• Kristen

    Page A1, huh? I live in a little town in Montana, and the stuff that graces the front page of the paper here reveals the zeitgeist, often side-splittingly funny to us transplants.

    So, in DC, this was among the most important news of the day? Fascinating. Guess I forgot what a little town WDC can be. (Used to live there a long time ago…)

  • Dismas

    From Wikipedia, the free encyclopedia

    Gossip is idle talk or rumour about the personal or private affairs of others. It is one of the oldest and most common means of sharing facts and views, but also has a reputation for the introduction of errors and variations into the information transmitted. The term can also imply that the idle chat or rumour is of personal or trivial nature, as opposed to normal conversation.

    Gossip has been researched in terms of its evolutionary psychology origins.[1] This has found gossip to be an important means by which people can monitor cooperative reputations and so maintain widespread indirect reciprocity.[2] Indirect reciprocity is defined here as “I help you and somebody else helps me.” Gossip has also been identified by Robin Dunbar, an evolutionary biologist, as aiding social bonding in large groups.[3] With the advent of the internet gossip is now widespread on an instant basis, from one place in the world to another what used to take a long time to filter through is now instant.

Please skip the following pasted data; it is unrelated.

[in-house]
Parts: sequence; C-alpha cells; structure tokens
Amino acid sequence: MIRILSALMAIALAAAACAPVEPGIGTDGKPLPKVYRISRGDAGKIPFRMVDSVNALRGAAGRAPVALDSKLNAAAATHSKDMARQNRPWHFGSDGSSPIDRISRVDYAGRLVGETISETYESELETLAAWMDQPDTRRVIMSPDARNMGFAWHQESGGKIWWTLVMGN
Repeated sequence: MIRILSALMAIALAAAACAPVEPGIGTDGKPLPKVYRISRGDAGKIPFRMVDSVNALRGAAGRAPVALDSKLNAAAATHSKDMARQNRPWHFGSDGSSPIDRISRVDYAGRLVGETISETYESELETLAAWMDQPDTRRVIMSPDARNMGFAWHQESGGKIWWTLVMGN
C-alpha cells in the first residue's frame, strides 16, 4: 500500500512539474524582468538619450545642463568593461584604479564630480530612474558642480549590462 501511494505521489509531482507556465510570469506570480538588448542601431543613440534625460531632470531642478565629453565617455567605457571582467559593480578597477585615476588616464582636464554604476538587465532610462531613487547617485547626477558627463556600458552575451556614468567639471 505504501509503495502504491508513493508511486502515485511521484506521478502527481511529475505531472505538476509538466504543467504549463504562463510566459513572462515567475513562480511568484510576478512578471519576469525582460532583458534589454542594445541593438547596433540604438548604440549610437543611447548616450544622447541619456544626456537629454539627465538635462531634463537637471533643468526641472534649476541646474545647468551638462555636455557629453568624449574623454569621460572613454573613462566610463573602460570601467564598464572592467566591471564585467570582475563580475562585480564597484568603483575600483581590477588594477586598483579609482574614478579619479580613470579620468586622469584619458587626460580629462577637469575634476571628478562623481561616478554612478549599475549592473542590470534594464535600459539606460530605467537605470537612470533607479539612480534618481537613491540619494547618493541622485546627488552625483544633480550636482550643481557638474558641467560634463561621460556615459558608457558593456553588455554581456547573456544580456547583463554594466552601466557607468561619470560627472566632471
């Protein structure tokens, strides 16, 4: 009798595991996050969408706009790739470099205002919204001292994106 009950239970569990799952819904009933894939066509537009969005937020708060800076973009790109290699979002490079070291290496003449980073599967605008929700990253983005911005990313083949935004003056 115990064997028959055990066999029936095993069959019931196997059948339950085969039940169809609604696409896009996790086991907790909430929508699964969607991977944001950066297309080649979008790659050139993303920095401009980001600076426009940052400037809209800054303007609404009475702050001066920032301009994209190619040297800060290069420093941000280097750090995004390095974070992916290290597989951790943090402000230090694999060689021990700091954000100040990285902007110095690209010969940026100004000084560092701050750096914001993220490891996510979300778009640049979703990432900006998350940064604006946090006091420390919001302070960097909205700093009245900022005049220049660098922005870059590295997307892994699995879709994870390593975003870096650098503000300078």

The term is sometimes used to specifically refer to the spreading of dirt and misinformation, as (for example) through excited discussion of scandals. Some newspapers carry “gossip columns” which detail the social and personal lives of celebrities or of élite members of certain communities.

  • Mike

    What I don’t see on any of the blogs or news reports about this woman is that she, in fact, is a Lesbian activist. Simply google her and you will be surprised and shocked at what you find! She is also a well-known (apparently) Lesbian porn author and has written many books. She has been with her partner for decades. Bottom line – she has an agenda. Big surprise? If you don’t believe what the Christian church teaches, don’t receive holy communion. How simple is that?

  • Jerry

    I think the comments here are too narrowly focused on the giving communion. I’m not saying that is not critically important, but I think other aspects of the story help put what happened into a better context. The article you cited mentioned this but the inclusion below added an important element. Specifically,

    According to Barbara, things got even worse, because after first refusing to give her communion, and then walking off the altar when Barbara was giving her eulogy, Father Marcel refused to go with Barbara’s mother’s body to the cemetery in Aspen Hill. Barbara says she was told that Father Marcel had suddenly become ill.

    In other words there were a chain of events including what most would take as a deliberate lie in how Father Marcel treated Barbara Johnson. He could have stayed for the eulogy and accompanied her to the cemetery.